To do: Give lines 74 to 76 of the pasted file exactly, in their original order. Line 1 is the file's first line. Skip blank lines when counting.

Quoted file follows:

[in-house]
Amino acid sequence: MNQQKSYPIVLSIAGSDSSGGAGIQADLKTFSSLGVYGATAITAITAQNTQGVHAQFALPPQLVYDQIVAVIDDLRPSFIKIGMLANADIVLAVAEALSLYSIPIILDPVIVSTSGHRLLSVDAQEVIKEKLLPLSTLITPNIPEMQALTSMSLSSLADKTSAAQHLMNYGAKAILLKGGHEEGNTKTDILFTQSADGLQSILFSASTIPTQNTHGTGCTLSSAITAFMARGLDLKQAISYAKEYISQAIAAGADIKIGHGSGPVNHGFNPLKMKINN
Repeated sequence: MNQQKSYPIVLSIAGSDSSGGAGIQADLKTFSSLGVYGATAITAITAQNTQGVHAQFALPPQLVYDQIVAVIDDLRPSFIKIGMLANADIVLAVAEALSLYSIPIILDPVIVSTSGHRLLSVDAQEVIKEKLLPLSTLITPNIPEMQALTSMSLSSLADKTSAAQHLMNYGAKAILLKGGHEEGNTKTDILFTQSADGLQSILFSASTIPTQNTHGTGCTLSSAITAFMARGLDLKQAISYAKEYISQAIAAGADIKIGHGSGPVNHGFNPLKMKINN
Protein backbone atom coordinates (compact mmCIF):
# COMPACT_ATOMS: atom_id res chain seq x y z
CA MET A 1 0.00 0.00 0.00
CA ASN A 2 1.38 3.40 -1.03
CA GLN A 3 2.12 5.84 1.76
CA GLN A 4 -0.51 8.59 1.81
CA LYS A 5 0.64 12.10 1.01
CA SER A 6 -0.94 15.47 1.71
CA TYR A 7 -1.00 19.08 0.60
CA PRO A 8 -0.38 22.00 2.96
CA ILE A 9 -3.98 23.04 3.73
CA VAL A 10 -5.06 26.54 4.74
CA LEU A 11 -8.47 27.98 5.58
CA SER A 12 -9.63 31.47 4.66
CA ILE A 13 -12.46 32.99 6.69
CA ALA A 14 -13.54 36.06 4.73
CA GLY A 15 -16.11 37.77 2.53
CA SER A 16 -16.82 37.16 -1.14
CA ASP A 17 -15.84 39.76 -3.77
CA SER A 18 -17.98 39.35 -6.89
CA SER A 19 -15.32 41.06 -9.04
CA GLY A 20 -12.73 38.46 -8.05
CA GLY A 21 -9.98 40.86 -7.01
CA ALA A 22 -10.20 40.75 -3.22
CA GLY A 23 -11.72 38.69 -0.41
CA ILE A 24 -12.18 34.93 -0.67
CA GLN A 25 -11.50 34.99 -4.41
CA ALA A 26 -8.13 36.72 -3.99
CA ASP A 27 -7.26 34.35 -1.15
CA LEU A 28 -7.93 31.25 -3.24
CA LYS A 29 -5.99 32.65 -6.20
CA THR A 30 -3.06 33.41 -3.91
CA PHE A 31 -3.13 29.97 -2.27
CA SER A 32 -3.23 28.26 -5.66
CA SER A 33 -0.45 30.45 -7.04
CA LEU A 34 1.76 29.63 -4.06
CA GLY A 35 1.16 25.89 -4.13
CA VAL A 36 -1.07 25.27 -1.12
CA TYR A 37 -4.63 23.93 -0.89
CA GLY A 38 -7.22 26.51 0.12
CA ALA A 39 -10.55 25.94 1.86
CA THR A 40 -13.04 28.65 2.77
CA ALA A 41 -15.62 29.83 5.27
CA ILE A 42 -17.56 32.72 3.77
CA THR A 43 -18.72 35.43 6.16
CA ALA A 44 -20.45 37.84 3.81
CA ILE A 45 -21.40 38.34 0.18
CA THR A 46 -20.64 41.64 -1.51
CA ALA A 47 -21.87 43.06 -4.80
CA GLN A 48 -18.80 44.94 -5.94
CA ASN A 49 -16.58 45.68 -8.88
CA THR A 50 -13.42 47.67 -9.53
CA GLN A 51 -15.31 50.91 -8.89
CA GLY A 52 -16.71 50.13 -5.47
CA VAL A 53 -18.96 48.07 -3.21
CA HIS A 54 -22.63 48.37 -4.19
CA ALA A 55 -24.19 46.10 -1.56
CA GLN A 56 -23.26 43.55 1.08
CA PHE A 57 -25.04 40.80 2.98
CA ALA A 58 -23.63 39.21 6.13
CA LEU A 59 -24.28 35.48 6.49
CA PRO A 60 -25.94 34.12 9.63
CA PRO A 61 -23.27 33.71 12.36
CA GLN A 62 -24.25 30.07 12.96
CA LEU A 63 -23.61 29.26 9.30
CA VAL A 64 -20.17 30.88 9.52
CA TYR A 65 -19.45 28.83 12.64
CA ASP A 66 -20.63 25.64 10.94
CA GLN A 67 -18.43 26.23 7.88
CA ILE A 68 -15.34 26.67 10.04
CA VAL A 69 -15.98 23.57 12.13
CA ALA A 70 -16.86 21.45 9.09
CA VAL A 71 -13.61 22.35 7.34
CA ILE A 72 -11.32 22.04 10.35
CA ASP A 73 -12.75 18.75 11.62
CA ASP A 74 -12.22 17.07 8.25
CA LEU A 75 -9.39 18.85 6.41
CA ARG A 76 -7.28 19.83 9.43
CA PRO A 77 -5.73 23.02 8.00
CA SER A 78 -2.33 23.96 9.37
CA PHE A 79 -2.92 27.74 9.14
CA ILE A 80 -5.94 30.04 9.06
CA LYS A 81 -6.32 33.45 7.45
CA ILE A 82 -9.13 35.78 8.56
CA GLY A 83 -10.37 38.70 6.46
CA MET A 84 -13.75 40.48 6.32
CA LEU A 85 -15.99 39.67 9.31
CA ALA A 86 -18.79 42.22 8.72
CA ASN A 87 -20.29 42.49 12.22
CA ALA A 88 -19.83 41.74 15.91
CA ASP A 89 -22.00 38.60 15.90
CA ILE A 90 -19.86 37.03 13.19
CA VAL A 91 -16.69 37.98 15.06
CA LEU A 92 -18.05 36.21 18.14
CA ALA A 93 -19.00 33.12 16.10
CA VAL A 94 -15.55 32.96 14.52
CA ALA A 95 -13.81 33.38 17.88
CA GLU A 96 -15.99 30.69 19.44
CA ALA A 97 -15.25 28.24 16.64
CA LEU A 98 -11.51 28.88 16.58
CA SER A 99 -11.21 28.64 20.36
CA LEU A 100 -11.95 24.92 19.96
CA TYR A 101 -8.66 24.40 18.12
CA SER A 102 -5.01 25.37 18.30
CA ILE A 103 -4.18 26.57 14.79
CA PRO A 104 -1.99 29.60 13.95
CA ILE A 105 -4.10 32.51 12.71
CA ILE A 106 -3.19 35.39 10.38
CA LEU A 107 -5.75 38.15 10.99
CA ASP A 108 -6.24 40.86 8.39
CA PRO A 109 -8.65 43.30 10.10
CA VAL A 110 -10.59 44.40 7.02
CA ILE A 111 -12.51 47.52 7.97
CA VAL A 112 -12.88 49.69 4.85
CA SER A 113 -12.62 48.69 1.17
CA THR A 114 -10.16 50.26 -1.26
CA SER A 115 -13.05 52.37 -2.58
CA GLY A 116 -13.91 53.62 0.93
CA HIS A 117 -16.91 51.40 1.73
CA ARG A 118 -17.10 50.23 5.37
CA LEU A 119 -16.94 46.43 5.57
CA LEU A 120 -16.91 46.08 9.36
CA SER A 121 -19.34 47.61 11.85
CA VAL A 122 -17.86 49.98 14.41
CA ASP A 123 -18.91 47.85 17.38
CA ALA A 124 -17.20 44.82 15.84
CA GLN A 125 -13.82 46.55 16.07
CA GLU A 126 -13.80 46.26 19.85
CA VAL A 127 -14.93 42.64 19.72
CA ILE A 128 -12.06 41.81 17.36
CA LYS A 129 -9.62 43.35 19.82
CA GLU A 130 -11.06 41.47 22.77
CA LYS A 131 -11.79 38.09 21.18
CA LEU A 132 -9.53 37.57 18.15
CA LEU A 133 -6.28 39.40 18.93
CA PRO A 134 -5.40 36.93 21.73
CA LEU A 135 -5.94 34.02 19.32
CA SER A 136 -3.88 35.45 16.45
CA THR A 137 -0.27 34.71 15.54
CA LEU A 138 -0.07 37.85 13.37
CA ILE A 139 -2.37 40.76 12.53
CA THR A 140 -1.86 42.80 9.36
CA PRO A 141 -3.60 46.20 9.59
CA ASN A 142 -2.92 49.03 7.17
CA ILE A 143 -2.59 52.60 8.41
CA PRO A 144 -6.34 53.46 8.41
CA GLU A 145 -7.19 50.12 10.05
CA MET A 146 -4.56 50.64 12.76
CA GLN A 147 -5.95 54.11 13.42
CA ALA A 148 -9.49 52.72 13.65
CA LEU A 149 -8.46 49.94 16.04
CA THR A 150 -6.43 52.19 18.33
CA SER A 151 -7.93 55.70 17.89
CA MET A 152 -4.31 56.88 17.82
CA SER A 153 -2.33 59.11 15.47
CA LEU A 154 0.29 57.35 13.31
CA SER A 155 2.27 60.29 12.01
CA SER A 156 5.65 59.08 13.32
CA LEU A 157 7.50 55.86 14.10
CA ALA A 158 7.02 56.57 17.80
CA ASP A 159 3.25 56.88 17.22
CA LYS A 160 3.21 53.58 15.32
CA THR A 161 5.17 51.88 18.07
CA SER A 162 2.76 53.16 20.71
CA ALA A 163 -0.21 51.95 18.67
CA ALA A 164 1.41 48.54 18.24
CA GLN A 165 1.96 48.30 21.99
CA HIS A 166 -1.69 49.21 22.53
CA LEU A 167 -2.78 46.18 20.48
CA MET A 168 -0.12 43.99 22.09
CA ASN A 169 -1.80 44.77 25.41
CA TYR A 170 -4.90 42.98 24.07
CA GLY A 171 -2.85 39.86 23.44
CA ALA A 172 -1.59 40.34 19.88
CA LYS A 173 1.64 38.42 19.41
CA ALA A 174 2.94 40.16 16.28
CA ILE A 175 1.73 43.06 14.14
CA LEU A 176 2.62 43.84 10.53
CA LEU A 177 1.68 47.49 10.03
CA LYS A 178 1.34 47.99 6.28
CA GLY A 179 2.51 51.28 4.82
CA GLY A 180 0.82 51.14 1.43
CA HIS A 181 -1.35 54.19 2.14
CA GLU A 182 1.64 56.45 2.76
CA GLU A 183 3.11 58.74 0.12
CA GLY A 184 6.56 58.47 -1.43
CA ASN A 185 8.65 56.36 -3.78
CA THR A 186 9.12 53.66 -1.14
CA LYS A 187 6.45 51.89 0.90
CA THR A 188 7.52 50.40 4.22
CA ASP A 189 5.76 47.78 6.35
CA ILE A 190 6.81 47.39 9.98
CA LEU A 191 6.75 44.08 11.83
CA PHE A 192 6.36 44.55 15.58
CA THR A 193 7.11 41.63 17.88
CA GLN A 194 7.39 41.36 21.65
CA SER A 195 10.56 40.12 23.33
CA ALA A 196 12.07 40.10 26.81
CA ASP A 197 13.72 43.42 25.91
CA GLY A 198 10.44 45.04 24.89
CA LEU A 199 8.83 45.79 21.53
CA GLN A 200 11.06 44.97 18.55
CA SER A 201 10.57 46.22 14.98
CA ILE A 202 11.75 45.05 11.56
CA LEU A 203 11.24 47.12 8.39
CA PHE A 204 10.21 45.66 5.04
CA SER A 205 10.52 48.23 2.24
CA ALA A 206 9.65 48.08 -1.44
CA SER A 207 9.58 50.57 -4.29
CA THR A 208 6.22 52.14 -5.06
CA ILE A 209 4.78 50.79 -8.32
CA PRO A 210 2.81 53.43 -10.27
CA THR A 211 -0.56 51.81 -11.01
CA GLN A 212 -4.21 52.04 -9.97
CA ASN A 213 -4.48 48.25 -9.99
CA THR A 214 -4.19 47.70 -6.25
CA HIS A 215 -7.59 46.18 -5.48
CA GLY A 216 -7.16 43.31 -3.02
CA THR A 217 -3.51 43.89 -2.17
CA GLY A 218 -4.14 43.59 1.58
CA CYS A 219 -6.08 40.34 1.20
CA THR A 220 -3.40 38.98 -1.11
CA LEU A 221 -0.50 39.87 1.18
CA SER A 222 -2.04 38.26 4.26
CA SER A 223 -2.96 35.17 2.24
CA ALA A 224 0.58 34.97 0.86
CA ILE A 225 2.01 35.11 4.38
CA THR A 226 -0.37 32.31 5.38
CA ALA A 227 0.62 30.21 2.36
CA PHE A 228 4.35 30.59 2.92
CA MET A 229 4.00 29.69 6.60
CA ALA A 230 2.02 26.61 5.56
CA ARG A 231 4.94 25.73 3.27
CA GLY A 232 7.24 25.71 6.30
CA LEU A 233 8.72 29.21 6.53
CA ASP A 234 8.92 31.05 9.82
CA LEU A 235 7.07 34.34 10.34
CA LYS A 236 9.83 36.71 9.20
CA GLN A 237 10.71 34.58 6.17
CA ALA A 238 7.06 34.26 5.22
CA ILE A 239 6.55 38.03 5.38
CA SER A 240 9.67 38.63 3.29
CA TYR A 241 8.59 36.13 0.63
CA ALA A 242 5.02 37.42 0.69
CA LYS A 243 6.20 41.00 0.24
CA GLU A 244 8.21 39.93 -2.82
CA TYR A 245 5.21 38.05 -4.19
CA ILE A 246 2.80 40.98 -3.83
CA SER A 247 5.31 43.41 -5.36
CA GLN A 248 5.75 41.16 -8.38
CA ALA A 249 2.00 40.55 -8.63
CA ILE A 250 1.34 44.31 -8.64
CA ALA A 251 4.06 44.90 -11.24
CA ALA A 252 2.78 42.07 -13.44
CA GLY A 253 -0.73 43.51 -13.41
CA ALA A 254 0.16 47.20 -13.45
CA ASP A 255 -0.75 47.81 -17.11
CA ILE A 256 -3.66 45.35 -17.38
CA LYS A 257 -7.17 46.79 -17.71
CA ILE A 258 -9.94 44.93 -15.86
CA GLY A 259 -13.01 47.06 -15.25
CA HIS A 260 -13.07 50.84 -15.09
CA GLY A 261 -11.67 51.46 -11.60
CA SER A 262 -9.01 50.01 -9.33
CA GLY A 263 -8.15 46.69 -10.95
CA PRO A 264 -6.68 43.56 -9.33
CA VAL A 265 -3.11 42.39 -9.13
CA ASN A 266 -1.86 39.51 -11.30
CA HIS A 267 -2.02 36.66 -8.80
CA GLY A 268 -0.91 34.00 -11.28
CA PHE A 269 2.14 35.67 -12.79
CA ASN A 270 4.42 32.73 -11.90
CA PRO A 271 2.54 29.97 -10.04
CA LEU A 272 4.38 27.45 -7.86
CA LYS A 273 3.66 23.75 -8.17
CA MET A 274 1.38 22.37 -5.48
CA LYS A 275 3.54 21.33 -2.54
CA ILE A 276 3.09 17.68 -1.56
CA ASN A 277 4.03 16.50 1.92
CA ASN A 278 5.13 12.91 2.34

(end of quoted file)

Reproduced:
CA VAL A 69 -15.98 23.57 12.13
CA ALA A 70 -16.86 21.45 9.09
CA VAL A 71 -13.61 22.35 7.34